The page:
There are many species for which maximum or even average life span is a question mark. This is a combination of too many species and too few researchers, especially when it comes to marine life, and the fact that for some negligibly senescent species there is no good way to measure age. Their vital statistics and biochemistry change so slowly over time that any estimate may be half a life span removed from the reality. This was the case for lobsters until quite recently, for example. In the research noted here, scientists attempt an new method of age estimation for Greenland sharks, another case in which determining the age of individuals - and thus the species life span - is both quite difficult and little worked on:
A large, almost-blind shark that lives in the freezing waters of the North Atlantic and Arctic oceans is officially the world's longest-living vertebrate. The Greenland shark (Somniosus microcephalus) has a lifespan of at least 272 years, and might live as long as 500 years1. That is older than the 211-year lifespan of the bowhead whale (Balaena mysticetus), the previous record-holder in the scientific literature. It also beats the popular - but unconfirmed - tale of a famous female Koi carp called Hanako, who supposedly lived to 226 years old. Marine scientists already knew that the Greenland shark was long-lived. The fish are enormous but grow slowly, suggesting a long lifespan. Adult Greenland sharks have been measured at more than 6 metres long - and researchers think that they could grow even longer. One 1963 study estimated that the species grows at less than 1 centimetre per year. Getting a definitive measure of the shark's age, however, has proved tricky. Conventionally, researchers count layers of calcified tissue that grow on a fish's fin scales or other bony structures - rather like counting tree rings. But Greenland sharks have small, spineless fins, and their vertebrae are too soft for countable layers to be deposited.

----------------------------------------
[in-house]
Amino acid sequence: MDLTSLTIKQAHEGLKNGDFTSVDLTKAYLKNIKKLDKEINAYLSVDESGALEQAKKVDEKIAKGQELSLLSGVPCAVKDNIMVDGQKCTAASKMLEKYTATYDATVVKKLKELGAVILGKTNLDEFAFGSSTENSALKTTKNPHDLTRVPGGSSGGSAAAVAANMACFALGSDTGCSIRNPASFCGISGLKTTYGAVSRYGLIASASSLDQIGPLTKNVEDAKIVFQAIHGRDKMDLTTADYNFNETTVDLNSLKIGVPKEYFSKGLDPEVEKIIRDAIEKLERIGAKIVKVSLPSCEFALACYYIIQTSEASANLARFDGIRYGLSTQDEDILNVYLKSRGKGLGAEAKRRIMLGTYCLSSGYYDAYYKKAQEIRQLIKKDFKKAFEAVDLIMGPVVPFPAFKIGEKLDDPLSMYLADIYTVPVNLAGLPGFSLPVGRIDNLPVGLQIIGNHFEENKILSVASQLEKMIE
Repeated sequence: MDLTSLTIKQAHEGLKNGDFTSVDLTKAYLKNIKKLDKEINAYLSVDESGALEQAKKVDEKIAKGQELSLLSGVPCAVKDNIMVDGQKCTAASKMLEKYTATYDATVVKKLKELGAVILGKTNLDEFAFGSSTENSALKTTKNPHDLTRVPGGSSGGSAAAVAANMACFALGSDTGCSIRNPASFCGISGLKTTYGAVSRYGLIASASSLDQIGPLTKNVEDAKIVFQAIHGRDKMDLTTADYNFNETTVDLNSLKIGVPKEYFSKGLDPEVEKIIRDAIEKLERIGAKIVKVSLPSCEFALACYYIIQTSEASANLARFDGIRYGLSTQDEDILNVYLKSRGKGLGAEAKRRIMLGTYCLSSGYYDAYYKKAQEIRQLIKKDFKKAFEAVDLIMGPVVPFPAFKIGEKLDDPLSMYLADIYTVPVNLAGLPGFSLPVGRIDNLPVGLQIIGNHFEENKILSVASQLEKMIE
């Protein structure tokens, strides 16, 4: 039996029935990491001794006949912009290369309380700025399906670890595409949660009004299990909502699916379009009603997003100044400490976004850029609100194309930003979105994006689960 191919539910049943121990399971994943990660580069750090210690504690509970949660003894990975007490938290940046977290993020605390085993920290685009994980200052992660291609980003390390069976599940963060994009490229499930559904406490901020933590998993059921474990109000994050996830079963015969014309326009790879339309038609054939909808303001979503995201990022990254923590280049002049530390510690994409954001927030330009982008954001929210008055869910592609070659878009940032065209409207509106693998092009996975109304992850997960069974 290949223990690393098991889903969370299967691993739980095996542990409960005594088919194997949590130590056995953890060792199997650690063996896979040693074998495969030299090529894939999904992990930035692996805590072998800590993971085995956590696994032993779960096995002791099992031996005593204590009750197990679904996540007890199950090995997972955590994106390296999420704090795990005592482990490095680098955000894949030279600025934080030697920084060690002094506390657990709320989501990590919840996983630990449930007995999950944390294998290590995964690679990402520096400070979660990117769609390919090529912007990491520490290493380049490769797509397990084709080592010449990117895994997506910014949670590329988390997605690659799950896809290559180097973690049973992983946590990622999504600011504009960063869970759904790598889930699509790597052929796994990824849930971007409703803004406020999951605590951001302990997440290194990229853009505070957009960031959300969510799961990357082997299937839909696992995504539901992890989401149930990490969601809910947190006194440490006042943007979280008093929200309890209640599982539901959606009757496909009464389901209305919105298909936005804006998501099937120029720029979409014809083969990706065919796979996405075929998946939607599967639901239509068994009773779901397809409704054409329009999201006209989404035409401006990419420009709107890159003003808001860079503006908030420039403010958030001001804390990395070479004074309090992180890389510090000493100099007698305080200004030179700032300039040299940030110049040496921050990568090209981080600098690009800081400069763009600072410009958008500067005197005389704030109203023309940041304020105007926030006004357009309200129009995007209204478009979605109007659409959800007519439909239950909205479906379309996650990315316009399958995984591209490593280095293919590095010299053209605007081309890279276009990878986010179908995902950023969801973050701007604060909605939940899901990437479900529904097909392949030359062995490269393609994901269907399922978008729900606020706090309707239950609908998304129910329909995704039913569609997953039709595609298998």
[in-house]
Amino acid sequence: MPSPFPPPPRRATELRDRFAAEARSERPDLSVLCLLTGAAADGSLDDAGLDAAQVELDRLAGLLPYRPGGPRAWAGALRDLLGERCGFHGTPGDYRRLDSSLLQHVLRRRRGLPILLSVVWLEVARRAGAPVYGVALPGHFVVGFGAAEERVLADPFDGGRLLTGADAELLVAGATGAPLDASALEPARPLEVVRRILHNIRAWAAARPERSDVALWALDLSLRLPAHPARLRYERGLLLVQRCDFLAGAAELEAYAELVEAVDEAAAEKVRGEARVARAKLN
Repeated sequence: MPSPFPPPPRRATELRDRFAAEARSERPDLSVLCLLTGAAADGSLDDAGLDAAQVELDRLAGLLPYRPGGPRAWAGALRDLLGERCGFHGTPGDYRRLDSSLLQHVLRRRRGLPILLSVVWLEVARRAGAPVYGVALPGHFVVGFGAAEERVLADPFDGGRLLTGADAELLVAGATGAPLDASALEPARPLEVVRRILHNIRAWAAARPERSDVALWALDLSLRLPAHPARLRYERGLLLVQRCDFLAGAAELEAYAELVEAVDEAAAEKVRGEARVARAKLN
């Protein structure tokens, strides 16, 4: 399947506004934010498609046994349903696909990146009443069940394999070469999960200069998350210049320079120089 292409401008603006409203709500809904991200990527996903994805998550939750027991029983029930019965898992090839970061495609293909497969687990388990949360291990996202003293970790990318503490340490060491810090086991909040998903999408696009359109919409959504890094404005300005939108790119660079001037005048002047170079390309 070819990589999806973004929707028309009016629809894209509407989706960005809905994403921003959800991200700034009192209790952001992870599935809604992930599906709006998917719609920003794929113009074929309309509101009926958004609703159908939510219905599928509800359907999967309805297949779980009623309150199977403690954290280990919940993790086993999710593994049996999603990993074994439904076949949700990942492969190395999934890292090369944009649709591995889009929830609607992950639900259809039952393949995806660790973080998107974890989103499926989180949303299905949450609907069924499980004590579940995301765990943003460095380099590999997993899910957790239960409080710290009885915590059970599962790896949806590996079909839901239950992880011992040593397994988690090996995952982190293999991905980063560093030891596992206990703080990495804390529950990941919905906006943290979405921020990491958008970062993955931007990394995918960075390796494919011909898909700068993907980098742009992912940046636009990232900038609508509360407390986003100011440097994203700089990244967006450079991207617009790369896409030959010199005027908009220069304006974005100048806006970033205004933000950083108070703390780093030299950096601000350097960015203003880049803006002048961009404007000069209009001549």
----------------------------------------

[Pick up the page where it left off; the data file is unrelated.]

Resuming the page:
To assess age, the team decided to measure levels of radioactive carbon-14 in fibres in the centre of the shark's eye lens. Such measurements reflect levels of radiocarbon in the ocean when the lens was first formed. Measurements of 28 female Greenland sharks, made during surveys in 2010-13, suggested that the largest of them (at 5.02 metres long) must have been between 272 and 512 years old at the time. The shark's longevity probably arises because it expends very little energy, owing to its cold body temperature and enormous size. Not all cold, large species live to such an exceptional age, so it would be intriguing to know whether the shark has any particular quirks or molecular tricks that contribute to its long lifespan. The study also shows that Greenland shark females don't reach sexual maturity until around 150 years old - suggesting that a century of heavy fishing could wipe out the entire species.